In 1938, Jacques Ochs drew a caricature of Hitler for the satirical magazine “Pourquoi Pas? “a caricature of Hitler with bloody hands (“Emperor Hitler”). A jealous colleague with New Order sympathies reported Ochs to the occupying forces after May 1940. Ochs is arrested on 17 November 1940 at his desk at the Academy of Fine Arts in Liège.
He stayed at the Liège Saint-Léonard prison and at the Gestapo headquarters on Avenue Louise in Brussels, before being transferred to Breendonk on 7 December 1940. In Breendonk he was prisoner no. 56.
Major Schmitt had Ochs work at the “Stubedienst” (cleaning service), later at the “Zeichendienst” (drawing office). The camp commander ordered Ochs to make drawings of the prisoners. The drawings that have been preserved are mainly from July-October 1941. Each evening Ochs had to hand over his work to his chamberlain, who in turn handed it over to the SS. In reality Ochs only hands over copies and hides the originals.
Ochs fell ill and ended up in the military hospital in Antwerp. There, following the intervention of Queen Elisabeth, he was released on 20 February 1942. Upon his release, he is still in possession of the drawings he made in the camp.
In July 1944, Ochs was arrested again and ended up in the Dossin Barracks, the collection camp for Jews from Belgium. The transports to Auschwitz left from Mechelen. Ochs remained there from 5 July until his liberation on 4 September.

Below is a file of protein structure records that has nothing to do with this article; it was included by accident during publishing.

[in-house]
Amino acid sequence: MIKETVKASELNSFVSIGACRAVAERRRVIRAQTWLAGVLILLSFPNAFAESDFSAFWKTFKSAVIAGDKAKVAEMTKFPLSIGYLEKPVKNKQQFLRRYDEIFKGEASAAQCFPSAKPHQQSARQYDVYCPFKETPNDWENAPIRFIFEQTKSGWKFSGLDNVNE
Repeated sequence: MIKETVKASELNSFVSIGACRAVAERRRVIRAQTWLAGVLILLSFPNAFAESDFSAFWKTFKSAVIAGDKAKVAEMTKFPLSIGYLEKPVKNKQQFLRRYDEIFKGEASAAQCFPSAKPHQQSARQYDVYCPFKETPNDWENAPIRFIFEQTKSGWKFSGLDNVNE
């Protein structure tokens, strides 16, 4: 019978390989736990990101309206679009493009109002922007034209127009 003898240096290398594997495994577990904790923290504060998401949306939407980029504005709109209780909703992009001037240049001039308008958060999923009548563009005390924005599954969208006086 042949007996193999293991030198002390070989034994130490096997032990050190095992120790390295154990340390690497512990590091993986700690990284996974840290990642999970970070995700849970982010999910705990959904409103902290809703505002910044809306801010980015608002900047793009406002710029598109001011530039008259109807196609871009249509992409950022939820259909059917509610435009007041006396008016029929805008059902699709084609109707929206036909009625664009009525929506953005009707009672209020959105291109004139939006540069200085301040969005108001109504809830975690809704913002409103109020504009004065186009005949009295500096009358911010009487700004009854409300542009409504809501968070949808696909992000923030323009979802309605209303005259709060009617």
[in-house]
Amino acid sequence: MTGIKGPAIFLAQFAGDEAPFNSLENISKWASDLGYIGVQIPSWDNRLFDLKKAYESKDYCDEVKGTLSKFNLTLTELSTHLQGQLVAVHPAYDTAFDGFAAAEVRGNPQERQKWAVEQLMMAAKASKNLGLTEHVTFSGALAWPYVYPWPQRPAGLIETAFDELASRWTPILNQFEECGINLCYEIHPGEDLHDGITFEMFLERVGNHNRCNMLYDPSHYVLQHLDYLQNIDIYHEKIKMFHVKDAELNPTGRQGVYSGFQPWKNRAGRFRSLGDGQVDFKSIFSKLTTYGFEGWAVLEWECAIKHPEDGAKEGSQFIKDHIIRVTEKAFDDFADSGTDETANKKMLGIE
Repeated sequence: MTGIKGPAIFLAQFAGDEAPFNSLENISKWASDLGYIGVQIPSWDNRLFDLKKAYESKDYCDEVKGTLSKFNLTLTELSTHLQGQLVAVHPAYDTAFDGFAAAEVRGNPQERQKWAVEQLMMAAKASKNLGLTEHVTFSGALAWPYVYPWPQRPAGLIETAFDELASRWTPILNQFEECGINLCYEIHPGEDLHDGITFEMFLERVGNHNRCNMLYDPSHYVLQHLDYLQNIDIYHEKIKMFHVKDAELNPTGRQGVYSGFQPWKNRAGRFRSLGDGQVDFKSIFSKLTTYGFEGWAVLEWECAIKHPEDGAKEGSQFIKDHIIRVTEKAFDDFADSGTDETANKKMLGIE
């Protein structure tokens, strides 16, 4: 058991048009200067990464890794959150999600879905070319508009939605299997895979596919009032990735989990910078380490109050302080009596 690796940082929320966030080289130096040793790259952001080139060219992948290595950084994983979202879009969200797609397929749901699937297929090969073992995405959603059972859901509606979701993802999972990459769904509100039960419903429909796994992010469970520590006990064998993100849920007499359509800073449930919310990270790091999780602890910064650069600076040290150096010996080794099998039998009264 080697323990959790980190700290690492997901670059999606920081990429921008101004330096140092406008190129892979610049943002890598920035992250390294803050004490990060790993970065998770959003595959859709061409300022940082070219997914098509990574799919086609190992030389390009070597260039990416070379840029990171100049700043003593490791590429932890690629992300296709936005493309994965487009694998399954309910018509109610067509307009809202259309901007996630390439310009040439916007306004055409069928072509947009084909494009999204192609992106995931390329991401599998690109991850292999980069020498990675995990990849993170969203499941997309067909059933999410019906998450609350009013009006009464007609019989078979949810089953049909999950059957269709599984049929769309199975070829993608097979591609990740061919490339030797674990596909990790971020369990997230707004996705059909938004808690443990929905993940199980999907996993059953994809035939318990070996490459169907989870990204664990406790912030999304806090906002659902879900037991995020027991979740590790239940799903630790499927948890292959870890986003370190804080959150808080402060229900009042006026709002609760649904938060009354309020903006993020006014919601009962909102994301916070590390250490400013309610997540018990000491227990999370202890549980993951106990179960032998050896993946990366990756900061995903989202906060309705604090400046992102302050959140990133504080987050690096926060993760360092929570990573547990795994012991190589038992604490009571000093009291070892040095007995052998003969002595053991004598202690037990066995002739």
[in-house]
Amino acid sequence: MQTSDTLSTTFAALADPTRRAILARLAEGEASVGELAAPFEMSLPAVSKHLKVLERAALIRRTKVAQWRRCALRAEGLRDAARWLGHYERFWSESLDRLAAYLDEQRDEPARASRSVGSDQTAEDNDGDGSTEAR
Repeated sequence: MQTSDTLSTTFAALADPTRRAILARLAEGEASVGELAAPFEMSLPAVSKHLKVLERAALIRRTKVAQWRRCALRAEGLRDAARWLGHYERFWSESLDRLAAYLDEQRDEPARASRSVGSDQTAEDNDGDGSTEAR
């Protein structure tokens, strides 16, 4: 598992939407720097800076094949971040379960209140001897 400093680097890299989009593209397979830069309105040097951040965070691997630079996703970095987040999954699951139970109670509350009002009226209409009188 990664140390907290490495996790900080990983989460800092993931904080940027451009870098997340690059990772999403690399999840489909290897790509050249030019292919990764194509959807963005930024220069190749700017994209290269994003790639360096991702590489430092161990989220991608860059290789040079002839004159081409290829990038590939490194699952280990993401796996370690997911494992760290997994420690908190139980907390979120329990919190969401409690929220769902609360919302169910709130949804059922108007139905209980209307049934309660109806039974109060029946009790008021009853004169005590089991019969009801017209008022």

In 1947, he published the book “Breendonck, Bagnards et Bourreaux. Textes et dessins par Jacques Ochs”.
Jacques Ochs died on 3 April 1971 at the age of 88.
The Memorial possesses ten drawings and a sketchbook that Ochs managed to smuggle out of the camp illegally. In 1973, the newly founded French and Flemish Communities bought 64 drawings at an auction in Antwerp. Some of these drawings were lent to the Memorial on a long-term basis.
DIDIER GELUK (DILUCK)
After the Second World War, this committed communist made thousands of political caricatures under the pseudonym Diluck. They are published in communist magazines such as “De Roode Vaan” or in “Pourquoi pas? ». After his drawing career, he is in charge of film distribution.
As an illustrator working for the press, Diluck follows the Mechelen trial.
He later donated the drawings of the accused to the Memorial.
The Belarusian artist Idel Iancelevici himself has no historical connection with Breendonk, but is the author of the statue ‘The Defender’, which can be admired on the square in front of the Memorial.
Of Jewish origin, Iancelevici went into hiding during the Second World War in Maransart and Auvelais. He used the pseudonym Adolphe Janssens. Iancelevici refused to obey the summons to report in the Dossin Barracks in Mechelen and thus escaped deportation.
After the war, he worked on the monumental statue ‘The Resistant’ (” squatting but never on his knees “), which after some opposition was finally erected in Breendonk.